The idea behind the film is pretty nifty: what happens when a psychiatrist starts to go mad? She has all the tools she needs to hide her breakdown from the world and herself, but also the tools to correctly diagnose what's going on in her brain, and there's something there, at least in the early run. Ullmann is at her best when she's teasing out small things implied in the script but not precisely stated, and this delicate war between Jenny-the-patient and Jenny-the-doctor is one of the finest of these small things. She, and by extension the film (for Face to Face is first and foremost an exercise in letting Ullmann show off what she can do) are in much worse shape when Jenny grows closer and closer to completely breaking down, generally in the form of big showy acting setpieces against Josephson, who plays Dr. Tomas Jacobi, the divorced MD whom Jenny may want to sleep with, and who in turn may want to sleep with her. These moments are all very strictly on the Scenes from a Marriage model: long takes of close-ups that focus intently on Ullmann's eyes as she works out complicated layers of feelings and thoughts before deciding which ones will make it all the way to her mouth. The difference is that in Face to Face, these moments often involve Ullmann going to 100% on screaming, wailing, thrashing, and weeping. And by all means, Ullmann can scream and wail with the best of them, but it's honestly a little bit silly and over-the-top, big melodramatic breast-beating in a film of such ruthless psychological realism that it has left no room for melodrama and doesn't know what to do with it. I'm bit astonished to find that I preferred Josephson to Ullmann in most of their scenes together, and not by an especially little margin: he's playing a person, she's playing a hysterical fit, and so he gets to anchor their interactions in grace notes, even things just as simple as the concerned crease in his brow when he listens to her.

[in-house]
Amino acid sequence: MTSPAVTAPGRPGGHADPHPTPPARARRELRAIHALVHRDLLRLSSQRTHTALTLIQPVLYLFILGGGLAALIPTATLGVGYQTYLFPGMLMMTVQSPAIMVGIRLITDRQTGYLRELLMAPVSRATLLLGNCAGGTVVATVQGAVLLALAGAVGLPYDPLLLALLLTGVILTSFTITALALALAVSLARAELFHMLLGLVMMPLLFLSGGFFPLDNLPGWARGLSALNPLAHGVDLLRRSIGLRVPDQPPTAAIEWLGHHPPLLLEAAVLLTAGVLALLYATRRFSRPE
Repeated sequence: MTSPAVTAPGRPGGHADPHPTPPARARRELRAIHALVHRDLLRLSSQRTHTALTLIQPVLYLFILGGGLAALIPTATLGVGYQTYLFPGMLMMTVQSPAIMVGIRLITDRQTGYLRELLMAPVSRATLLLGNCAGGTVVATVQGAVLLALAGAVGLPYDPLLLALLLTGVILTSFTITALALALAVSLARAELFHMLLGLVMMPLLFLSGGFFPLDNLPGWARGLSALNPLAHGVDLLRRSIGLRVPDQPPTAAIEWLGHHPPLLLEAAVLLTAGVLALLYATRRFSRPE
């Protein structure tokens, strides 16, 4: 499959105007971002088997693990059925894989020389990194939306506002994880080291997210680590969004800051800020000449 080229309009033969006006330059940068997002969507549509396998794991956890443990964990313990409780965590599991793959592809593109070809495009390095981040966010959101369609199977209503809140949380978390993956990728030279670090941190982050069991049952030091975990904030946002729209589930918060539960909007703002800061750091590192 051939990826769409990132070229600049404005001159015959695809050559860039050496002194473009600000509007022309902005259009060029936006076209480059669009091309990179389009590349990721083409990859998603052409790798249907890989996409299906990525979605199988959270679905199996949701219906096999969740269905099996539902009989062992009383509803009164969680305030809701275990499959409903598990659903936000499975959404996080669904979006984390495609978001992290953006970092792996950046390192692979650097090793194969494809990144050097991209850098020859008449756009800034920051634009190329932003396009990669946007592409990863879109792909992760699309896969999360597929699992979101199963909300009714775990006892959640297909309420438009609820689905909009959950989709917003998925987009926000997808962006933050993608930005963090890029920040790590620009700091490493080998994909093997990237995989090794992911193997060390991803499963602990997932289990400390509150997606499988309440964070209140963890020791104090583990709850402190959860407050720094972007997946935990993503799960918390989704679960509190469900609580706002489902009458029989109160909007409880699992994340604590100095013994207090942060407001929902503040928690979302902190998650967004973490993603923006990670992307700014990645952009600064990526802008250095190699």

Nothwithstanding Josephson's calming presence, Face to Face basically stumbles into a bad pattern in its second half, where every time it wants to do something to really dive deep into Jenny's head, it does so with such messy enthusiasm that it ends up cheapening the moment, rather than giving it weight. We know from Cries and Whispers that Bergman can direct scenes of people screeching primal rage out of their body and have it feel psychologically acute; what exactly went wrong here I'd have a tough time saying.